With regard to Pyrrha’s progress, now is a good time to add another dog to the house. If we had tried to bring in a permanent new dog even six or eight months ago, I’m not sure that Pyrrha would have been ready for it. Pyrrha has gained enough confidence and made enough progress in her other fear areas (Guion, strangers, other dogs) that I think we’re at a point at which Eden can be a good influence on Pyrrha, instead of Pyrrha being a bad influence on Eden.

The main thing I don’t want Eden to pick up is Pyrrha’s leash reactivity toward other dogs. For those of you with multi-dog households that include a reactive dog, has this ever been a problem for you? (The reactive dog making the non-reactive dogs reactive.) If so, what have you done to mitigate such copying behavior?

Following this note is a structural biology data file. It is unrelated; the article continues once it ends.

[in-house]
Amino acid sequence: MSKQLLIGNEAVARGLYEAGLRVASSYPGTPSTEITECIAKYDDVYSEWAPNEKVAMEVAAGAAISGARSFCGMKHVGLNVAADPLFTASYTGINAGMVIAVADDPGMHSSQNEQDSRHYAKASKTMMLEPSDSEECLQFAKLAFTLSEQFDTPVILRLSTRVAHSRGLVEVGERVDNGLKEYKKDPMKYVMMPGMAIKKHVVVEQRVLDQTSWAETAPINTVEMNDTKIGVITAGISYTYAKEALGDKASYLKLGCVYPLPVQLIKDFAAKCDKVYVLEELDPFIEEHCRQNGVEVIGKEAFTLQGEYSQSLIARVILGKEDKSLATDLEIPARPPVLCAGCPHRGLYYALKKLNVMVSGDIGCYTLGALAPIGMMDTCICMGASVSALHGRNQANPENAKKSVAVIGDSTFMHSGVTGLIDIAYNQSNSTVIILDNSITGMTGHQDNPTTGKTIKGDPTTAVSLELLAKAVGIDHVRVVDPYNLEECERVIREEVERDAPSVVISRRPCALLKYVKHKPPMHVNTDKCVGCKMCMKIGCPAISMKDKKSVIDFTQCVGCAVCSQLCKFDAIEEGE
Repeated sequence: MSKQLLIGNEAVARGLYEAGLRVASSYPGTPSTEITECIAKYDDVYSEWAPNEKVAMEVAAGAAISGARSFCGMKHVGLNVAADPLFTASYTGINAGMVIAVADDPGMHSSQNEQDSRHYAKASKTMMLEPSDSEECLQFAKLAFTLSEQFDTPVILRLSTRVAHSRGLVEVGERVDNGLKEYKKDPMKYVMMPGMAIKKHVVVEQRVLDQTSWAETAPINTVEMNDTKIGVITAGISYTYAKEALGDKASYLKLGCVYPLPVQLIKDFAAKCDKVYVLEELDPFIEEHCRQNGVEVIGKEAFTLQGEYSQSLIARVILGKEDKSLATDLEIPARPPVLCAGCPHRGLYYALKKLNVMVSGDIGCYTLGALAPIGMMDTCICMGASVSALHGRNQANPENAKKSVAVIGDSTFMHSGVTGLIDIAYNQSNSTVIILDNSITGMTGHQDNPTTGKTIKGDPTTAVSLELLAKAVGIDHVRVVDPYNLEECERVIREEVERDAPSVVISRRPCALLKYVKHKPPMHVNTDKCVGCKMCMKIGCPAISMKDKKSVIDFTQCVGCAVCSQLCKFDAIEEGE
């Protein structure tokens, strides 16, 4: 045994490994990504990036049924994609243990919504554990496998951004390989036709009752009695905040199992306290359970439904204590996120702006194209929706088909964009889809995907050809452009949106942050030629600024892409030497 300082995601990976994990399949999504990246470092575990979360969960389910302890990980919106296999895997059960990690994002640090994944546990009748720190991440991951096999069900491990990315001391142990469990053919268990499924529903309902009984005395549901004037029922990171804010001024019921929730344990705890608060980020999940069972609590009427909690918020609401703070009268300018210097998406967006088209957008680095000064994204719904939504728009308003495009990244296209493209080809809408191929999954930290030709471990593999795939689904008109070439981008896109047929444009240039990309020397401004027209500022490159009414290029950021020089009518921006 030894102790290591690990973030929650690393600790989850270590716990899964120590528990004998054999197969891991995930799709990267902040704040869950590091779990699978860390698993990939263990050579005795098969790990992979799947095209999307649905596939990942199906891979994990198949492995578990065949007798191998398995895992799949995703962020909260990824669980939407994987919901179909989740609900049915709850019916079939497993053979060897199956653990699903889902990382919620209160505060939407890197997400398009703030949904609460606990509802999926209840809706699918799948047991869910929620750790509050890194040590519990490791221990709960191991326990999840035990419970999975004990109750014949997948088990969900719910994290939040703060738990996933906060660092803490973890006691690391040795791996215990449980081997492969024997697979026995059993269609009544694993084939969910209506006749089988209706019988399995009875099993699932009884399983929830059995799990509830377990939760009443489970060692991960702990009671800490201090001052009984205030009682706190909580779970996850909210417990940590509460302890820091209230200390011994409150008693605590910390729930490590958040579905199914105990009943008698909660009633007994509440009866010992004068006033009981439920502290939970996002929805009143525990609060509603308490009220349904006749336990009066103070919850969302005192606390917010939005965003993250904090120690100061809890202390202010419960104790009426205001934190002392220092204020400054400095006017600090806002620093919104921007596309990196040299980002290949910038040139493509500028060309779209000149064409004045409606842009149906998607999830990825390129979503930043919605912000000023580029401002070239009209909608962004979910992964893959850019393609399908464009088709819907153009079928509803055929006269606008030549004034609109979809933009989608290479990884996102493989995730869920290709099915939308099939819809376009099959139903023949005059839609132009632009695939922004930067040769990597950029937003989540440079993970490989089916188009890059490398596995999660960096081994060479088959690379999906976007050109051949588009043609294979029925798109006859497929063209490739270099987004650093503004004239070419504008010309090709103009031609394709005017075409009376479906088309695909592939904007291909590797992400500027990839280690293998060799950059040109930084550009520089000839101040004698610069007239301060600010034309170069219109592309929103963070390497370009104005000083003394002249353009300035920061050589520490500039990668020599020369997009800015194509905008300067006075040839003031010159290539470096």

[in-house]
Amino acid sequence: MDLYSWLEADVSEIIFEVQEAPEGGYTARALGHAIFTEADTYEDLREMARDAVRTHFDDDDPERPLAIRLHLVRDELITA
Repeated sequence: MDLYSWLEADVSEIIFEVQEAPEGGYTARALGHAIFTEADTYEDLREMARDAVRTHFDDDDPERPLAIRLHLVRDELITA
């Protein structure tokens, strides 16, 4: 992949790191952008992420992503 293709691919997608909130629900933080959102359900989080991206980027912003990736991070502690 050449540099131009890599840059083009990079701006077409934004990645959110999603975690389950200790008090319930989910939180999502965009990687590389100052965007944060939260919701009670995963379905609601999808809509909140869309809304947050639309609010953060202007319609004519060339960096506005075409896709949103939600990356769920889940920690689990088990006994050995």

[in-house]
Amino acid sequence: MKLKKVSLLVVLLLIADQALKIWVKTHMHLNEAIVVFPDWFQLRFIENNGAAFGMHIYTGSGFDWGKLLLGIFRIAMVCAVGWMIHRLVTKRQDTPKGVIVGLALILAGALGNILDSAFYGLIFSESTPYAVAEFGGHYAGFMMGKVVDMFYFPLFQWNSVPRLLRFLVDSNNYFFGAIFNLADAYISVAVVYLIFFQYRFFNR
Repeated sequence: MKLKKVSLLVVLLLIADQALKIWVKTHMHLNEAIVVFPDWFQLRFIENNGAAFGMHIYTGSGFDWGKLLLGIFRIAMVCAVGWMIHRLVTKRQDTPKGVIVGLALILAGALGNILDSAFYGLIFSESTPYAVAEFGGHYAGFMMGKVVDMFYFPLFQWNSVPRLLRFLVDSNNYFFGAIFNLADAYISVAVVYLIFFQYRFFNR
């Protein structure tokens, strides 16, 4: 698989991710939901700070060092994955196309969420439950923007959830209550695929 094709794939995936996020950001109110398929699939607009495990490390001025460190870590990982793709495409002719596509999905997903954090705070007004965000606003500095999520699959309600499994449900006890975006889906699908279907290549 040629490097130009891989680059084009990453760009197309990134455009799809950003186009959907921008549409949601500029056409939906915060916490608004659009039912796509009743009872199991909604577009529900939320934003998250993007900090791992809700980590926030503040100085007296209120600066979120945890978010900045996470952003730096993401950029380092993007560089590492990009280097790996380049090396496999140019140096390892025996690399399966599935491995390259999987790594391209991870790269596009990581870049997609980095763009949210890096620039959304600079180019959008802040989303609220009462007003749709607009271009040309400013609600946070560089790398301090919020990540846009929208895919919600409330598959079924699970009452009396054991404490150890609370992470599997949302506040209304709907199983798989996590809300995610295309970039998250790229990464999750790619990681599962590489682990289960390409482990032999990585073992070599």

Pyrrha at “camp” with Fiona

While we were away this weekend at my brother-in-law’s wedding, Pyrrha got to stay with Fiona!

As you can see from this blurry action shot, the girls had a great time together.

Pyrrha gets to stay at Chateau de Campanelli this weekend! Fiona is swift, ideal company. @sallie516
Fiona and Pyrrha playing chase.

This was our first time leaving Pyrrha with non-family, and it apparently went well! Chris and Sallie (Fiona’s parents) are wonderful and thoughtful and did such a great job making Pyrrha feel comfortable. They reported that she was very shy and didn’t want to interact with them — which is her typical behavior in a new environment — but that Fiona’s presence was comforting to her. Pyrrha joined them on long walks, and she even had a play-date with a young golden retriever!